“The apes have taken over — while we were busy watching television and filling our freezers, they’ve come out of the jungle and moved in!”
A waitress (Terry Moore) at an isolated seaside cafe discovers that her physicist boyfriend (Frank Lovejoy) and the cafe’s violent cook, “Slob” (Lee Marvin), are smuggling nuclear secrets out of the country.
Despite its low budget and limited locales, this character-driven drama remains an effectively suspenseful thriller about Cold War paranoia and patriotism. The film possesses a fair amount of levity (especially in the scene where Wynn and Marvin are lifting weights), and plenty of reliably zingy dialogue: “Slob’s got an eight-cylinder body and a two-cylinder mind!” Plus, the acting by everyone involved is well above average for a B-movie, and there are enough plot twists to keep you on the edge of your seat. This surprisingly effective cult thriller deserves a release on DVD.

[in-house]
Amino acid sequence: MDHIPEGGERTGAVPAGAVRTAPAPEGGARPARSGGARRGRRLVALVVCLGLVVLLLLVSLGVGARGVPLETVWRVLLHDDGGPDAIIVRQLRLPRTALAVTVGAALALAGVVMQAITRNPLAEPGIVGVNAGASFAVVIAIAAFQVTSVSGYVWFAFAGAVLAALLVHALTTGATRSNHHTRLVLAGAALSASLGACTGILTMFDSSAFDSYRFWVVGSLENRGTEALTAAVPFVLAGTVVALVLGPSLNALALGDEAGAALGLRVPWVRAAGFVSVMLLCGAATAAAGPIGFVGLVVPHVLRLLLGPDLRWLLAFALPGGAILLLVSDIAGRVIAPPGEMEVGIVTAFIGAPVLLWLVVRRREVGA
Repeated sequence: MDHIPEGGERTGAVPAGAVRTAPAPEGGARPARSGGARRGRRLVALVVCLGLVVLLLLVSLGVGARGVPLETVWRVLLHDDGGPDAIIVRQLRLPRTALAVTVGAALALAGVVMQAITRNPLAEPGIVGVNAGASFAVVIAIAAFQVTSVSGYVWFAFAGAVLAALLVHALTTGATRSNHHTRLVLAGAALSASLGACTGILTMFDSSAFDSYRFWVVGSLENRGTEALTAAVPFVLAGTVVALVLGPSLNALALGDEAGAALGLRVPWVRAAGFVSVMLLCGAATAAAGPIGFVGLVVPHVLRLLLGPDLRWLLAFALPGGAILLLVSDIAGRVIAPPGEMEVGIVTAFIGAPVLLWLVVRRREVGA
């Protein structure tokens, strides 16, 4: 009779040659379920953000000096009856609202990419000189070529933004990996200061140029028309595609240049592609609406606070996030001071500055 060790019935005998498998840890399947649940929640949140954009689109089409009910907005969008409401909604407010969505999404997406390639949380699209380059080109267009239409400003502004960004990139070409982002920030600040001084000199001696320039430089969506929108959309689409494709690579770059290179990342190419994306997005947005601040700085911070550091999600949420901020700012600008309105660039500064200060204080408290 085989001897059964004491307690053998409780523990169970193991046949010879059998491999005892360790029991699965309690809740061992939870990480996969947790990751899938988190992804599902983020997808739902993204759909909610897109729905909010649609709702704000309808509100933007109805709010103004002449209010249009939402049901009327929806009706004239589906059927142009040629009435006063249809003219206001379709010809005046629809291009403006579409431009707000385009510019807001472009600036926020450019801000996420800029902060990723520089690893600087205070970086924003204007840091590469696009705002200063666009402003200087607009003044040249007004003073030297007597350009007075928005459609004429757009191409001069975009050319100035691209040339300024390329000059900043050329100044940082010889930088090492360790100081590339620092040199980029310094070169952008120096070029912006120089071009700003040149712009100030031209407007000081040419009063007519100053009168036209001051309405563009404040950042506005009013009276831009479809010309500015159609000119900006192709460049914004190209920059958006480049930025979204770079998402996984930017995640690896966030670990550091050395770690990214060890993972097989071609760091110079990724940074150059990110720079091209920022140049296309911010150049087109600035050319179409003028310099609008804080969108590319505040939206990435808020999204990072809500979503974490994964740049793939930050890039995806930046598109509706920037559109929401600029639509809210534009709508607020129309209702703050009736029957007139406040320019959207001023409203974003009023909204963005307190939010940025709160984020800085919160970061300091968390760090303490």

Redeeming Qualities and Moments:
- Lee Marvin in an early yet typically hard-hitting role
- Keenan Wynn as the hard-working owner of the “shack”
- Marvin and Wynn comparing “pecs” and other body parts — a hilarious commentary on 1950s machismo
- Terry Moore as the sexy yet feisty waitress who refuses to stand by and let her beloved country be compromised
- Moore and Lovejoy interspersing kisses with questions about the U.S. Constitution
- Amusingly sincere pro-America dialogue: “What form of government is this?” “The best!”
Yes. This cult film is well worth seeking out.